A brief history of discounting in Canada

In the 1950’s Steinbach’s car salesmen were the top of the country selling more than 250 cars annually. But that wasn’t good enough.

In 1960 the Steinbach’s car dealers held a special promotion where anyone who came to Steinbach to buy a car had their hotel, restaurant and transportation paid for by the Steinbach Dealer Association. People came not only from Manitoba but also from Saskatchewan and Alberta.

Many other business owners took note. The rest is history, greed and folly.

  • Over 60 years of discount promotions have taught three generations to shop for the lowest price and avoid the MSRP at all cost – pun intended.
  • The discount mentality has spread like a deadly virus to every product or service category.
  • Major markets like Winnipeg have become so obsessed with getting the lowest price on an item they will abandon local merchants and drive all the way to Grand Forks to get a ‘better (cheaper) deal’.
  • Low price promotion shoppers are so addicted to getting more for less that they do not care that they are ruining the economies of their home town, province and Canada to get their fix.
  • Discounting forces manufacturers and service providers to move their companies out of Canada.
  • Small service businesses depend on customers that believe that quality and service are important.
  • Large businesses dredge the market with low price promotions and reduce small business survival rates.
  • Countless studies show that a customer that is treated well and is educated along the way is far more loyal and will pay more for and item. This bodes VERY well for smart manufacturers who are able to reinvest their higher profits into R&D that leads to better, more satisfying products.

I dare you to do promotions with a higher calling.

I dare you to look at your business and customers differently and ask yourself “how can I serve them better?

I dare you to look at your business the way Mr. Jack Layton looked at Canadians.

“My friends, love is better than anger. Hope is better than fear. Optimism is better than despair. So let us be loving, hopeful and optimistic. And we’ll change the world.”

I dare you.


Can I come home to your brand?

The first store I can recall going to is Mikie’s Corner Store. Mikie was my first brand ambassador and I was four years old. His place offered me everything I could imagine and a whole lot more than I could afford. When I was seven, we moved from Parkdale to High Park and I got to know Pete’s Sunny Bar. Pete’s store was right across from Annette public school and he held me and four other generations of students captive until he died a few years ago. Now his daughter does the same. In high school, there was Mr. Yonka’s Variety Store. I bought my first pack of cigarettes there. Summer jobs and University took me downtown to a whole new world called Yonge Street.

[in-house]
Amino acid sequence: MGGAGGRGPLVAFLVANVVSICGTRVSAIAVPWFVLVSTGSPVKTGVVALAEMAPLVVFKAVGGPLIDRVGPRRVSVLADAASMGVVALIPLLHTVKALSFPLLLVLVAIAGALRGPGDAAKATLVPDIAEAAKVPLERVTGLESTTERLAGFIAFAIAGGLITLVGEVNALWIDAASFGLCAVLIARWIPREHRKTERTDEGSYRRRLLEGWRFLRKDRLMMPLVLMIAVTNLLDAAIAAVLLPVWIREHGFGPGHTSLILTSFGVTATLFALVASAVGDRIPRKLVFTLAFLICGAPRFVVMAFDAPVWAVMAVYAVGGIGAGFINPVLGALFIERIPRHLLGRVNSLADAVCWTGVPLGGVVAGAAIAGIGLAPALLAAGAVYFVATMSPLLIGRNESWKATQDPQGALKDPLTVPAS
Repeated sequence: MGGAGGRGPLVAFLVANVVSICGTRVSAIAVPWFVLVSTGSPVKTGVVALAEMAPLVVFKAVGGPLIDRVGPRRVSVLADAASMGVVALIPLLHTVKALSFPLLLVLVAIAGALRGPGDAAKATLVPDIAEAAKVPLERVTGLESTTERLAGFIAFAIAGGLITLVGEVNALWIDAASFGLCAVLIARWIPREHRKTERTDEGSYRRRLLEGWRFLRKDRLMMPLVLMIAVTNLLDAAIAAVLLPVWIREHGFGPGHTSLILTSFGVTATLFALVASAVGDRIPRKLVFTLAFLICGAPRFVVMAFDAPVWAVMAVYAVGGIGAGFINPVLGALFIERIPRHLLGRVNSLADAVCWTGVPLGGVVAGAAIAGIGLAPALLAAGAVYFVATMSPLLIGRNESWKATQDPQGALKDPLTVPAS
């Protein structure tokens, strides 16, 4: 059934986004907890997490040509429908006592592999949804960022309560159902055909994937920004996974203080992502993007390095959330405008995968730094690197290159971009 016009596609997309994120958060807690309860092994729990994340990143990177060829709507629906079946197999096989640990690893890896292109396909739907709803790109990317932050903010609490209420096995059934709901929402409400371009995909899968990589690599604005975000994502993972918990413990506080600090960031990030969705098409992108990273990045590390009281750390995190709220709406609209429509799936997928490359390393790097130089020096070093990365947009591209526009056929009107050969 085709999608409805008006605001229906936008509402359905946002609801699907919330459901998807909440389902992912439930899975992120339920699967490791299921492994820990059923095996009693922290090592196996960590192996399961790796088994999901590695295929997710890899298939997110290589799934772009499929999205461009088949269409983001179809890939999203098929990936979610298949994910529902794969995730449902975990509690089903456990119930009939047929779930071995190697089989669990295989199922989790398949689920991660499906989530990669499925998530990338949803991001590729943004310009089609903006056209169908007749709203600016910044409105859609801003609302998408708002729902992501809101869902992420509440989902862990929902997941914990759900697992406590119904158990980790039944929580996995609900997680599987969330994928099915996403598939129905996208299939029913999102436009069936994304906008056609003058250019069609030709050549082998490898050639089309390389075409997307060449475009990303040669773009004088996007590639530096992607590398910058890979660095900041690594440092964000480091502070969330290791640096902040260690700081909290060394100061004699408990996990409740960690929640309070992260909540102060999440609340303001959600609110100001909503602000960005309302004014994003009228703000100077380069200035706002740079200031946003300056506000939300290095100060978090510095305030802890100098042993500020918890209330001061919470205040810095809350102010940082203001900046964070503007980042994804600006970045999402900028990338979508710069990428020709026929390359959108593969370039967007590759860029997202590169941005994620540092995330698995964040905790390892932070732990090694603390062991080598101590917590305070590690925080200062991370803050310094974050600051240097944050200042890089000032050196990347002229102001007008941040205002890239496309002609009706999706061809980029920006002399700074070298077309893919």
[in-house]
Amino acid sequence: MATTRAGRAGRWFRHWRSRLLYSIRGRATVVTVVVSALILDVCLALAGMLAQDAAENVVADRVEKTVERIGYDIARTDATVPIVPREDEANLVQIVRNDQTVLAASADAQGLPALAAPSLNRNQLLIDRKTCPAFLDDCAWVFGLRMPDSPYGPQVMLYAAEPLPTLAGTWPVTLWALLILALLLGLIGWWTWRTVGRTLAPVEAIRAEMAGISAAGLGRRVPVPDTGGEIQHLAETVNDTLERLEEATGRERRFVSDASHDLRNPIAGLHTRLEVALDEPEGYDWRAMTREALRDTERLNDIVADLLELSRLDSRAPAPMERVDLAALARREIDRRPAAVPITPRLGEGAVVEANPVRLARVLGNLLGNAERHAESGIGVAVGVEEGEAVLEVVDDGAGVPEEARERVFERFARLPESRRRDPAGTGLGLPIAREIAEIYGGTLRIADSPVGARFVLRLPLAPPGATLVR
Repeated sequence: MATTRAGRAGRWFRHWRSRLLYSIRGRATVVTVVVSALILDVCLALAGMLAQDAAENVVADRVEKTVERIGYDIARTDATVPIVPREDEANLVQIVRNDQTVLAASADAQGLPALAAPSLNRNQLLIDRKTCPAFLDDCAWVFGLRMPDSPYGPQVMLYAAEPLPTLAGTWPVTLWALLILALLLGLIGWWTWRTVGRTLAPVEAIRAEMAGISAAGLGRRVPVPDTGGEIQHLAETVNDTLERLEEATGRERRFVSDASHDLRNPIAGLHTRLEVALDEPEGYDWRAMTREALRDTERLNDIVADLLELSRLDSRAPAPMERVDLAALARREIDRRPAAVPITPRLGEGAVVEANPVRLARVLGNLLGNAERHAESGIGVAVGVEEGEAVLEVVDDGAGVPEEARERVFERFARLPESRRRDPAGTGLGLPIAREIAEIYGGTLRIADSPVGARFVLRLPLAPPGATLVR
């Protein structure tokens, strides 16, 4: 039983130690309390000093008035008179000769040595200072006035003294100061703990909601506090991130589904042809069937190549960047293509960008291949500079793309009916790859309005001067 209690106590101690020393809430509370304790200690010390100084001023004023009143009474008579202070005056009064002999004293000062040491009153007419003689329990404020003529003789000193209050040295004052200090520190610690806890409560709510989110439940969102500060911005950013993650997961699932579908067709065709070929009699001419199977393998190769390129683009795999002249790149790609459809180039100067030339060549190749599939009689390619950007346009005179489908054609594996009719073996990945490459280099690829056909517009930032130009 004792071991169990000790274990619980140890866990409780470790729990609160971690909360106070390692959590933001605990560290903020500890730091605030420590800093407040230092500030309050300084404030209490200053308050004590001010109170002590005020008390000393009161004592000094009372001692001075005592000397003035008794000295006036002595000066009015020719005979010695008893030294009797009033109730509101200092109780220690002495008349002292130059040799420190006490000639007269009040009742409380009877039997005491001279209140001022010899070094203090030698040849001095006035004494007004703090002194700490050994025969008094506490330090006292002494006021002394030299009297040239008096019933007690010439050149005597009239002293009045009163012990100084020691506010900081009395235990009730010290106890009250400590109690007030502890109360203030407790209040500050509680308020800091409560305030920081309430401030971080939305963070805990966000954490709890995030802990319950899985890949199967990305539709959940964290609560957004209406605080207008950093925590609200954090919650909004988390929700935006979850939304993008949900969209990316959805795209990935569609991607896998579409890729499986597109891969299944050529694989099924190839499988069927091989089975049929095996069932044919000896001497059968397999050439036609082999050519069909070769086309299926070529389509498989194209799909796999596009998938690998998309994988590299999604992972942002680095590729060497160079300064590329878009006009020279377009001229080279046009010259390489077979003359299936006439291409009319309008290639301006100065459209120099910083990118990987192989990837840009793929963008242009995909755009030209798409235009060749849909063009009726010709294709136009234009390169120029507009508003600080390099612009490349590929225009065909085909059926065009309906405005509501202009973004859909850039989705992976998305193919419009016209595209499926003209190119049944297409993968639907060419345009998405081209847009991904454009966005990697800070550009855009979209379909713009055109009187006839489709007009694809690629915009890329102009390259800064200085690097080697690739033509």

This is what Yonge St. looked like in the 70's - and how it looks now.


All those people, lights, sights and sounds drew me away from the corner stores I had grown up with and exposed me to a whole new world of products and services – most of which I had never imagined. My old ‘brand loyalties’ were severed as I explored the shops and bars of Yonge Street by night and worked or attended school a few streets over by day. I was 16.

As a little boy my loyalty was to a Mikie’s Corner Store and the brands my parents told me I could trust.

Psychology played a big part in my shopping destination and purchase decision.

As a teenager I sought out stores that allowed me to experiment with new people, products and services that my parents did NOT approve of. Discretion became an important purchase variable. 

Psychology played a big part in my shopping destination and purchase decisions.

As a young (and then mature) advertising professional, I remained on Yonge Street another 20 years working for agencies like Foster, MacLaren, Baker Lovick and Ogilvy & Mather. The street changed, my needs changed. Now I knew what I wanted, when I wanted it and how I wanted it. I found a handful of stores that served me well and they still have my business today.

Psychology still plays a big part in my shopping destination and purchase decisions.

The world wide web works the very same way. On any given day there are some people who are using the web for the first time, and some who are closing their web browser for the last time.

We need to think of the online experience as an extension of the off-line experience – and vice versa –  because cognitive dissonance comes into play when you offer customers on and offline experiences that are not congruent.

Whether you’re building your online brand or offline brand presence, get to know all of your customers: the young and the old, the new and the regular, to ensure that you understand what they are buying and how they are using what they buy. Their product and service utility insights will help you ensure that your brand is mentally ‘visible’:  that I can find it, stay with it for life, or come home to it after I’ve gone through my exploration phase.

Aspirin™ is the first brand my mother introduced me to and is still my friend. I use it the same way she does. Duct tape is different. A few years ago my son made me a gorgeous silver duct tape kilt. He changed how I look at that product, where and how I now position it.

The two safest places for a brand are in the user’s heart and mind.

Streets and web addresses change. But, like any good friend, you’ll track down those you love.